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Gear

If I Could Have Just One Lens

· 9.July.2021

It’s no secret that I’m a lover of fast prime lenses. The depth of field control and size/weight combination makes them perfect for what I do. I’d take a bag full of Fujifilm’s f/1.4 primes over a zoom lens any day. It’s just the way I like to work. Of course, the zooms have their place and I do make use of them as well. But, if I had to start all over again and begin with one lens, it would be a fast prime.

In years past, as my bokeh addiction raged, I would have chosen a short telephoto lens like the XF56mmF1.2 without question. The razor-thin depth of field that can be achieved with that lens is gorgeous, as is its ability to render a close-up portrait with no noticeable distortion to features.

Then, I might also have chosen to go with the XF23mmF1.4 as my younger and more impressionable self listened to the voices of the masses saying it was the only lens I’d ever need. Indeed, it is also a fabulous lens and still one of my favourites. The shorter focal length not only allows more in the frame but gives a sense of depth through its slight exaggeration of distances.

Now, however, I would take a ‘normal’ lens over both of these. For my needs, that would be the XF35mmF1.4. However, you might just as well choose the XC35mmF2, the Laowa 33mm f/0.95, the 7Artisans 35mm f/1.2, or even the Zeiss Touit 32mm f/1.8. There are so many potential options available at this focal length, but we’re not here to compare those. In general terms, here’s why I’d choose a lens in this range.

Relatively cheap

While $599 may not seem cheap, compared to many other lenses, the XF35mmF1.4 is a bargain. Of course, if you don’t need the fastest aperture, the 35mm f/2 lenses are cheaper again. If extremely good image quality and autofocus are unimportant, even $50 will get you a 35mm lens. When stacked against other primes or fast zoom lenses, a 35mm lens is a much cheaper investment when its versatility is taken into account.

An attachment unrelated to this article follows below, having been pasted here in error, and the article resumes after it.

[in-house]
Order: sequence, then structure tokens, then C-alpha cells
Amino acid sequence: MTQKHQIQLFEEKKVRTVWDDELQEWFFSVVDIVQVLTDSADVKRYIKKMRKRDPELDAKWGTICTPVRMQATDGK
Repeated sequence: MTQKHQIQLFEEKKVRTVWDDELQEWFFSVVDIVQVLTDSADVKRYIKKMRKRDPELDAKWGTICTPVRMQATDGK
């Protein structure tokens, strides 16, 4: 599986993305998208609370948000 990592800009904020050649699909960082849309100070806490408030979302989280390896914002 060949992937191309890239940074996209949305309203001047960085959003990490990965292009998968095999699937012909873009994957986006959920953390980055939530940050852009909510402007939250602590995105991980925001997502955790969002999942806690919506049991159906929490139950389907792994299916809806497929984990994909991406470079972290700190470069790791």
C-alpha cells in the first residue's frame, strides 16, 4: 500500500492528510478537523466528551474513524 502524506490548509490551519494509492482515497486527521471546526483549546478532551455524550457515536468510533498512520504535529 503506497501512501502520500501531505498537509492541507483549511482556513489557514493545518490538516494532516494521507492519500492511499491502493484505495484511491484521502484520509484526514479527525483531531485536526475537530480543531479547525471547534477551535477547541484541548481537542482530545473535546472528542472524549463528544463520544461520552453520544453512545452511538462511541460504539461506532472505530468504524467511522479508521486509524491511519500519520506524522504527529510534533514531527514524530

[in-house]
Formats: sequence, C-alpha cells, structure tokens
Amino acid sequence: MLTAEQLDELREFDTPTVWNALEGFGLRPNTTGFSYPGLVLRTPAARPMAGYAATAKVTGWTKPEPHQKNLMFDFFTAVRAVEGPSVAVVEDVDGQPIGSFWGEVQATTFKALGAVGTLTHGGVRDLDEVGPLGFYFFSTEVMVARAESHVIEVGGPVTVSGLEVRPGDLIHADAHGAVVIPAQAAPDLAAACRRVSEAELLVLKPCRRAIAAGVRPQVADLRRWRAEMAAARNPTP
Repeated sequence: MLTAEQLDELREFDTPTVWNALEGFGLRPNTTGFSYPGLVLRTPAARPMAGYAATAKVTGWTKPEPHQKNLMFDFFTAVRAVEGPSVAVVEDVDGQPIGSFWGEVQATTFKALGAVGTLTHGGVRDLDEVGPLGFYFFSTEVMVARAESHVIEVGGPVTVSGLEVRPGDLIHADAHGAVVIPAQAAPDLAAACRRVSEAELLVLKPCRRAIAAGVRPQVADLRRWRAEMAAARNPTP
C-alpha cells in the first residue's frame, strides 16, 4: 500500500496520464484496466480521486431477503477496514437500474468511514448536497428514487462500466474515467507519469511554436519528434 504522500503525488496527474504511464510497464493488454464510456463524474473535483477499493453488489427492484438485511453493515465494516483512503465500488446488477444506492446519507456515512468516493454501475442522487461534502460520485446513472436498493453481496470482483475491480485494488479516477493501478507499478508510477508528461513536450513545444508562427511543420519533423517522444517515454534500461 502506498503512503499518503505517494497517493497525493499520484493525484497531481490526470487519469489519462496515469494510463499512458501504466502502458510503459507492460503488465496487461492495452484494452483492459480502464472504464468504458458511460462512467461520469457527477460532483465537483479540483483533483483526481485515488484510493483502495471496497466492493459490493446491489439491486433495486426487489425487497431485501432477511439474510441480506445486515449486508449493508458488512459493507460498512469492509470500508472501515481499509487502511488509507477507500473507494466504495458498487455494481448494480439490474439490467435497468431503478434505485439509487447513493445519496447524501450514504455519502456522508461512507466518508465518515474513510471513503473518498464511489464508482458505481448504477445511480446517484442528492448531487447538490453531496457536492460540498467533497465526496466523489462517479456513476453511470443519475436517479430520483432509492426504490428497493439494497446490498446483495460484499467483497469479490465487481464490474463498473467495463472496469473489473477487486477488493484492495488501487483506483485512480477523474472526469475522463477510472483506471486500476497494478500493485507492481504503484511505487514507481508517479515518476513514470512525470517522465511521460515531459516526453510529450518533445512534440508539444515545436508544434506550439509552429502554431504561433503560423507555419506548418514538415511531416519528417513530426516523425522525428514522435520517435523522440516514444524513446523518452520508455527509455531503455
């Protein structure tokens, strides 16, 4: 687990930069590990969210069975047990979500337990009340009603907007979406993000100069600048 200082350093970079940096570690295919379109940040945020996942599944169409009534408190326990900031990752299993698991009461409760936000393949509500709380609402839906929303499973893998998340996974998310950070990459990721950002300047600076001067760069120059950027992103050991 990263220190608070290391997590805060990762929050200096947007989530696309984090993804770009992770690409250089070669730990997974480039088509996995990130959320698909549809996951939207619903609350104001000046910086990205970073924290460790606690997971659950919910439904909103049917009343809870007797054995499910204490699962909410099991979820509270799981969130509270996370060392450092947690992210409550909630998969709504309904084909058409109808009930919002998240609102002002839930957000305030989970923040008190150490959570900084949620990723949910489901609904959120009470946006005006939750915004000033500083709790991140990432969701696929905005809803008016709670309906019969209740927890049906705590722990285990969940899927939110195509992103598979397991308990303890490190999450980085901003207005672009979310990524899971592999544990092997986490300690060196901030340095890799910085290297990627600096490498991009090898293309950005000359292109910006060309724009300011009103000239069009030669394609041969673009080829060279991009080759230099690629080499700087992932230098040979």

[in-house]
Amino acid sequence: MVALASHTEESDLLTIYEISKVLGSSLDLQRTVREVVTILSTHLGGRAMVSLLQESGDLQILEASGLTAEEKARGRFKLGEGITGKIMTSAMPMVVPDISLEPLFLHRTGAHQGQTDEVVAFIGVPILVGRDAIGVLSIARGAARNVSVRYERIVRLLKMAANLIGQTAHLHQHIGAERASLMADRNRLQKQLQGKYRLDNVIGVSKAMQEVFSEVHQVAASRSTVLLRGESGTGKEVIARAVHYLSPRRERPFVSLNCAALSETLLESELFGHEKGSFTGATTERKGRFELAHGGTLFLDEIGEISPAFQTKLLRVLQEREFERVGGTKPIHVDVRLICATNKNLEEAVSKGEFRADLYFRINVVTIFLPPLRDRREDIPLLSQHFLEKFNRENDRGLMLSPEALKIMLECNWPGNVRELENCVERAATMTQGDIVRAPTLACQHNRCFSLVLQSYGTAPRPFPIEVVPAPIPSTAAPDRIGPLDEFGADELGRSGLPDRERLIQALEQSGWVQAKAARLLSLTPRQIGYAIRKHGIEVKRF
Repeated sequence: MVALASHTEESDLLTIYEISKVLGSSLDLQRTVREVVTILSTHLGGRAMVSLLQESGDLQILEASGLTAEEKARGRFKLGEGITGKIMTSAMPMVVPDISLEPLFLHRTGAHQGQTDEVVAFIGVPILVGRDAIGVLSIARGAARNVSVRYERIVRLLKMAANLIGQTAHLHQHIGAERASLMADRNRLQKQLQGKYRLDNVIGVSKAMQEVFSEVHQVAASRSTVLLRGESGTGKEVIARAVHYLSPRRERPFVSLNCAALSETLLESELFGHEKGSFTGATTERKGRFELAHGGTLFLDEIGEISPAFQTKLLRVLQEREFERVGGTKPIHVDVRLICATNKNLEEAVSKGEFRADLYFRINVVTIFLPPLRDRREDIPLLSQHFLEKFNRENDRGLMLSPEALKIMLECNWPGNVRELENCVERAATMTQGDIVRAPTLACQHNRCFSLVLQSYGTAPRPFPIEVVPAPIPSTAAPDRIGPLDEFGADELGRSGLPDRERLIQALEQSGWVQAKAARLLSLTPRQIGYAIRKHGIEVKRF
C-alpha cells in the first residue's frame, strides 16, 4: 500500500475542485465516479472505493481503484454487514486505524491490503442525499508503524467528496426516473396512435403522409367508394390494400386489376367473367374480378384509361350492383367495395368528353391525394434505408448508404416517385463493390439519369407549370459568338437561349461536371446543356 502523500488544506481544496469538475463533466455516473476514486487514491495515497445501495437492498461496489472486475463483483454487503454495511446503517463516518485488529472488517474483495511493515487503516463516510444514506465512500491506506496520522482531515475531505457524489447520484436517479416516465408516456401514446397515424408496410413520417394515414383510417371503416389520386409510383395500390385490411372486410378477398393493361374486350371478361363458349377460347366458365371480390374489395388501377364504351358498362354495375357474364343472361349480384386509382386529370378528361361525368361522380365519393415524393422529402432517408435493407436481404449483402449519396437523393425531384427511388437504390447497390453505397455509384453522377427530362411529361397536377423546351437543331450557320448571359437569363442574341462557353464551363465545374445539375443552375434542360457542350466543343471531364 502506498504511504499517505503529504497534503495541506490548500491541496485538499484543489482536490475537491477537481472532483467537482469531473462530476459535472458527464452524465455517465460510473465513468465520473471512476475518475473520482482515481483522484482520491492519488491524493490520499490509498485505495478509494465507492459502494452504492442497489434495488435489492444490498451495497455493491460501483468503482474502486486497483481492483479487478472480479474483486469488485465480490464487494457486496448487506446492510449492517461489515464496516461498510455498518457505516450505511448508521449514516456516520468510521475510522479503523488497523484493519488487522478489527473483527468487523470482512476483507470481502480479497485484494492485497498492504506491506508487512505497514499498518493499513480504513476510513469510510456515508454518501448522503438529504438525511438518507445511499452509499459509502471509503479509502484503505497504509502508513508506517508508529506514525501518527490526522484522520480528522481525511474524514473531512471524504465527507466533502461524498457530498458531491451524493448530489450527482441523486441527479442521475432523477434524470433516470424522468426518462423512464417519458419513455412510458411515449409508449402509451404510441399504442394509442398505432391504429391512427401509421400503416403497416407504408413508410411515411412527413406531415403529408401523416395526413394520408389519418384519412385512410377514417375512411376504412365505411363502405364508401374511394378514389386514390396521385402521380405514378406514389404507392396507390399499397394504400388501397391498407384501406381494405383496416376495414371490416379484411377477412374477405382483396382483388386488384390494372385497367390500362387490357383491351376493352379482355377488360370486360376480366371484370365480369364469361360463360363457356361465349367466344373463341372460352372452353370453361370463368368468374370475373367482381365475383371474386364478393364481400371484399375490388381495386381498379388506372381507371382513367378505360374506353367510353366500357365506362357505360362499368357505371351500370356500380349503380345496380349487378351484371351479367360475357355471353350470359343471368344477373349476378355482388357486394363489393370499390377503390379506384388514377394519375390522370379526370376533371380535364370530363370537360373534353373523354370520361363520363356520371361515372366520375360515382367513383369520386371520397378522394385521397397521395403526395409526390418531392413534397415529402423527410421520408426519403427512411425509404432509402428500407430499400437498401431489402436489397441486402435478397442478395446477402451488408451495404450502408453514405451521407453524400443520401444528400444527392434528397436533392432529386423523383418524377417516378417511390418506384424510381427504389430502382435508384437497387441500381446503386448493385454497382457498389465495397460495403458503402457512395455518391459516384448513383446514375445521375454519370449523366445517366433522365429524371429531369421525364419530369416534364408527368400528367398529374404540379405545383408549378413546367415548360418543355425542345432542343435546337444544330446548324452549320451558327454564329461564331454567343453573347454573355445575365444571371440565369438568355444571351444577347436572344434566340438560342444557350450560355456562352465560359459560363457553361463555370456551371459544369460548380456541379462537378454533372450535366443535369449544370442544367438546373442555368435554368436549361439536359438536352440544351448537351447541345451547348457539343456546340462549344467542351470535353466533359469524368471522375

While not absolutely cheap, the GF63mmF2.8 is relatively cheap by medium-format standards. It’s also my go-to walk-around lens for the GFX100S. This lens offers all the same benefits as a ‘normal’ lens for the X Series cameras and turns the GFX into a reasonably portable camera.

GF 63mm f/2.8 and GFX 100S

GFX100S + GF63mmF2.8 (1/250, f/2.8, ISO 125) – Notice how natural the proportions of everything in the frame feel.

Small & light

Generally speaking, a ‘normal’ lens is a simpler design than many other focal lengths and so can be made much smaller. Smaller glass and less elements also makes for much lighter lenses. The XF35mmF1.4, despite its fast aperture, weighs in at only 187g. Compare that to, for example, the XF56mmF1.2 at 405g or the XF23mmF1.4 at 300g.

This attribute makes a 35mm lens a great travel companion. So much so that no matter where I go or what kit I’m taking, I’ll always add my XF35mmF1.4 to the bag. It’s also non-threatening in size and appearance, which makes it great for photographing the people I meet on the road.

XF 35mm f/1.4 Travel Portrait

X-H1 + XF35mmF1.4 (1/180, f/1.4, ISO 1600) – Despite my proximity, my subject is comfortable and the proportions feel natural. Having this tiny lens in my bag meant I could quickly take it own and photograph this woman.

Fast aperture

Typically, it is much easier to make a fast-aperture ‘normal’ lens than with other lenses, so we find that even the small and reasonably priced options have a very fast aperture. This allows for very shallow depth-of-field, especially when working in close. Also, since the focal length is still relatively short, it can be easy to get a much deeper depth of field when needed.